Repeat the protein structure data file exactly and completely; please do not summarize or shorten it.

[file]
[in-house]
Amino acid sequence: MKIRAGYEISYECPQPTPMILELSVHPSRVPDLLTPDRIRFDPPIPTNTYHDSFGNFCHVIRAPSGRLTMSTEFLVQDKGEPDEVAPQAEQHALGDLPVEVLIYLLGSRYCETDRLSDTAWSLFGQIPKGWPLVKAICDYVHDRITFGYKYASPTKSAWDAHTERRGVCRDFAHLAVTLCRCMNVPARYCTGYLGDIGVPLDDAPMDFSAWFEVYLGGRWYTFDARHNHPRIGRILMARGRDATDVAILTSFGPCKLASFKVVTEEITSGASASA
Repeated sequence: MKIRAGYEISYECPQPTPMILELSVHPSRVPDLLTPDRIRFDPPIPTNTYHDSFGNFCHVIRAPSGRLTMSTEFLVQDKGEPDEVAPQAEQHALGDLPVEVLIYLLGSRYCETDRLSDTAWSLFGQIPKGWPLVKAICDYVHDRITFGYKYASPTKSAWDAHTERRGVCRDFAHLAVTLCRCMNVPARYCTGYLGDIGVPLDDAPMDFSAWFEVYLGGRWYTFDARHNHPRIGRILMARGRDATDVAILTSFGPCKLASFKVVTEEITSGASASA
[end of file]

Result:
[in-house]
Amino acid sequence: MKIRAGYEISYECPQPTPMILELSVHPSRVPDLLTPDRIRFDPPIPTNTYHDSFGNFCHVIRAPSGRLTMSTEFLVQDKGEPDEVAPQAEQHALGDLPVEVLIYLLGSRYCETDRLSDTAWSLFGQIPKGWPLVKAICDYVHDRITFGYKYASPTKSAWDAHTERRGVCRDFAHLAVTLCRCMNVPARYCTGYLGDIGVPLDDAPMDFSAWFEVYLGGRWYTFDARHNHPRIGRILMARGRDATDVAILTSFGPCKLASFKVVTEEITSGASASA
Repeated sequence: MKIRAGYEISYECPQPTPMILELSVHPSRVPDLLTPDRIRFDPPIPTNTYHDSFGNFCHVIRAPSGRLTMSTEFLVQDKGEPDEVAPQAEQHALGDLPVEVLIYLLGSRYCETDRLSDTAWSLFGQIPKGWPLVKAICDYVHDRITFGYKYASPTKSAWDAHTERRGVCRDFAHLAVTLCRCMNVPARYCTGYLGDIGVPLDDAPMDFSAWFEVYLGGRWYTFDARHNHPRIGRILMARGRDATDVAILTSFGPCKLASFKVVTEEITSGASASA